What if I told you that your skills don’t really matter as much as you think? Of course you need to know the game and play relatively well. But to play at the top you don’t actually need to be the best.
For example consider the opposite. Imagine spending 10k hours grinding your skills in a game, climbing to the highest rank then spending another 5-10k hours slowly inching your way up the leaderboard until you’re considered one of the best in the world. Then consider if despite all your skill and time invested, you never got picked up by a pro team. Well this actually happens a lot. Players at the top of the leaderboard can easily get passed up for someone who just has more experience playing on top tier teams, or winning certain tournaments.
And if you, as one player only make up a small portion of a multimanned team, then its easy to get weighed down by others despite all your hard work.
So, you can become among the best in the world yet still never make it onto a pro team. Yet those who are vastly less skilled can climb onto tier 2 and then tier 1 teams with ease.
Luckily for you, you can take advantage of this, and use a short-cut to get to the top. That shortcut is your team, more specifically the team dynamics you build into it.
Let me explain what I mean. Consider incredible rosters of all-star players that completely failed. Despite having tons of talent they just couldn’t seem to pull it together. Then consider the opposite, lots of underdog rookies thrown into a team with low expectations, who then blow everyone away. Or consider a third example. A player who makes their mark and dominates a game for years, but then when they switch teams or their roster changes they can’t seem to ever reclaim the glory they once had. What all of these show us is that the team and the dynamics that underly it are often more important than the skill level of the players on it.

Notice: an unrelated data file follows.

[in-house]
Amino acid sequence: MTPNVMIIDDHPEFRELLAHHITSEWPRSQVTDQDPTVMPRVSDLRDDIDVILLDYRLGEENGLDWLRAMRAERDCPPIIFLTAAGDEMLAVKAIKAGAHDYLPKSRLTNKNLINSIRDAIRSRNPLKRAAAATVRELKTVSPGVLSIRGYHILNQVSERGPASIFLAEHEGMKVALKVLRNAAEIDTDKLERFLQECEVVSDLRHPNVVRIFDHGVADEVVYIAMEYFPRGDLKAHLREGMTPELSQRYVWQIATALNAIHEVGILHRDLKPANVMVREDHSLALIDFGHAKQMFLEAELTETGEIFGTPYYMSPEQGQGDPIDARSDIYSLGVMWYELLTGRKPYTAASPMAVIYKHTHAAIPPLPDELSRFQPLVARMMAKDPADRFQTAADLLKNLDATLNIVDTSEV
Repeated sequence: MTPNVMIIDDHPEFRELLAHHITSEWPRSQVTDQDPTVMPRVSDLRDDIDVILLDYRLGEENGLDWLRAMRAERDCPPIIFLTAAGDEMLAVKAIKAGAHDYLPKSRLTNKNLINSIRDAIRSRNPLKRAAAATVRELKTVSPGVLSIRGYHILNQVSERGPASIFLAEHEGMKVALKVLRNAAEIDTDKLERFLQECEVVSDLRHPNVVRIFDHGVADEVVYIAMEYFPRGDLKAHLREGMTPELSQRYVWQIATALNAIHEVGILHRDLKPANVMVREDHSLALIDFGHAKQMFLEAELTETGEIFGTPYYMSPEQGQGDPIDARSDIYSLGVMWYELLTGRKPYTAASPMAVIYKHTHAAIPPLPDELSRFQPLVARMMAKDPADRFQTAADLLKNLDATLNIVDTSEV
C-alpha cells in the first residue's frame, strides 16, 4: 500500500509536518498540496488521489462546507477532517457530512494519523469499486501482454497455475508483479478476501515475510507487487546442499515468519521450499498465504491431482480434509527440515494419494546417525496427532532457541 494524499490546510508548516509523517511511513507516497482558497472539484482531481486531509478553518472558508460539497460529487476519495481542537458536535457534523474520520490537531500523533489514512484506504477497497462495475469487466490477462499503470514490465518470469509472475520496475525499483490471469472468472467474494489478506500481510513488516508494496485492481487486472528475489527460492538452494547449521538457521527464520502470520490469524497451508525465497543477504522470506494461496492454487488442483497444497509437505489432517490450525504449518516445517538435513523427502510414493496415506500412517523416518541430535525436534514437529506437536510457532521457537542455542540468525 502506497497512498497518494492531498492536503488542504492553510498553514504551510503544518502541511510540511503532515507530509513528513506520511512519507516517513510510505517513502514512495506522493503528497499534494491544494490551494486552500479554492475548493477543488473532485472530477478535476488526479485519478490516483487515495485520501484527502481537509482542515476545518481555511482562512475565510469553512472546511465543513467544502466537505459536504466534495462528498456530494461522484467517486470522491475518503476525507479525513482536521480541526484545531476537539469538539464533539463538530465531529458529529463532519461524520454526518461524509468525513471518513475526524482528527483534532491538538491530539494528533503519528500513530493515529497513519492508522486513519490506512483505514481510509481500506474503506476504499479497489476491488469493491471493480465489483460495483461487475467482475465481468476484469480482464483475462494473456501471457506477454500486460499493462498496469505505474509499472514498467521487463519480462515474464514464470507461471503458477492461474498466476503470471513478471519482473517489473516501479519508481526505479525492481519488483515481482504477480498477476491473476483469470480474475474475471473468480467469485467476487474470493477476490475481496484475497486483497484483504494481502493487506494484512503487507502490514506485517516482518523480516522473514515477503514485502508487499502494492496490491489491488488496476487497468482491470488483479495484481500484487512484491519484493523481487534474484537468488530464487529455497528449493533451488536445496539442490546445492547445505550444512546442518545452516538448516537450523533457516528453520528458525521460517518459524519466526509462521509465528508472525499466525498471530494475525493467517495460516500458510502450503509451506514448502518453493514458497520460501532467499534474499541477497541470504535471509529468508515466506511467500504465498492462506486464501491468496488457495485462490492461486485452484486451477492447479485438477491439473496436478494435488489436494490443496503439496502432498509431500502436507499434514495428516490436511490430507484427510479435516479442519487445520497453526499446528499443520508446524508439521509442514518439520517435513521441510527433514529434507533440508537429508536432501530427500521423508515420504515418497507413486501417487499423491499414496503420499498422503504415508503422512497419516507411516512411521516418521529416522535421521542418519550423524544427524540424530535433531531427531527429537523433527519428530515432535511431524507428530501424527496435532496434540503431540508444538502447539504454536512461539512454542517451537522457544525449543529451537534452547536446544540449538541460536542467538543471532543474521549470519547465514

But what does this have to do with your journey to the top? Well if winning, and racking up tournament successes is largely brought on by team dynamics then by focusing on building those team dynamics within any team you play on, you’ll be able to rack up more wins, build a track record of success and catch the attention of better and better teams.
So in this video I want to teach you how this all works and how you can take advantage of it to turn any team that you’re on into a powerhouse of win, pumping out victories and carrying you higher and higher to the top of esports.
Team dynamics might be the key to your esports career, but pulling a team together and keeping them together can be quite difficult.
Fortunately, Sport Psychology has given us fascinating insights into how extraordinary team chemistry is achieved.
If you’re not on a team yet then don’t worry, learning this information now critical for making it work. If you are on a team then I’d recommend putting each step into action right away.
Now the first thing to address is the thing that tears most teams apart and that is Toxicity.
Sport Psychologists have identified several informal roles and personalities within Esports, two of which are often the causes of toxicity (2). These kinds of players either need to be closely managed so that they don’t become too toxic or should be replaced.
The first is the player who tries to find any excuse to do as little work as possible. They will regularly skip training or team meetings by over exaggerating illness or injury and often play the victim.
The second kind are those players are typically very talented but lack the self-awareness to put the team first. They usually pick fights and stray from the game plan in order to risk it for personal glory.
If you’re in a position to pick your teammates its important to watch for laziness or a lack of self-awareness. While we usually pick for talent & skill level first, a highly skilled yet toxic player will destroy team cohesion.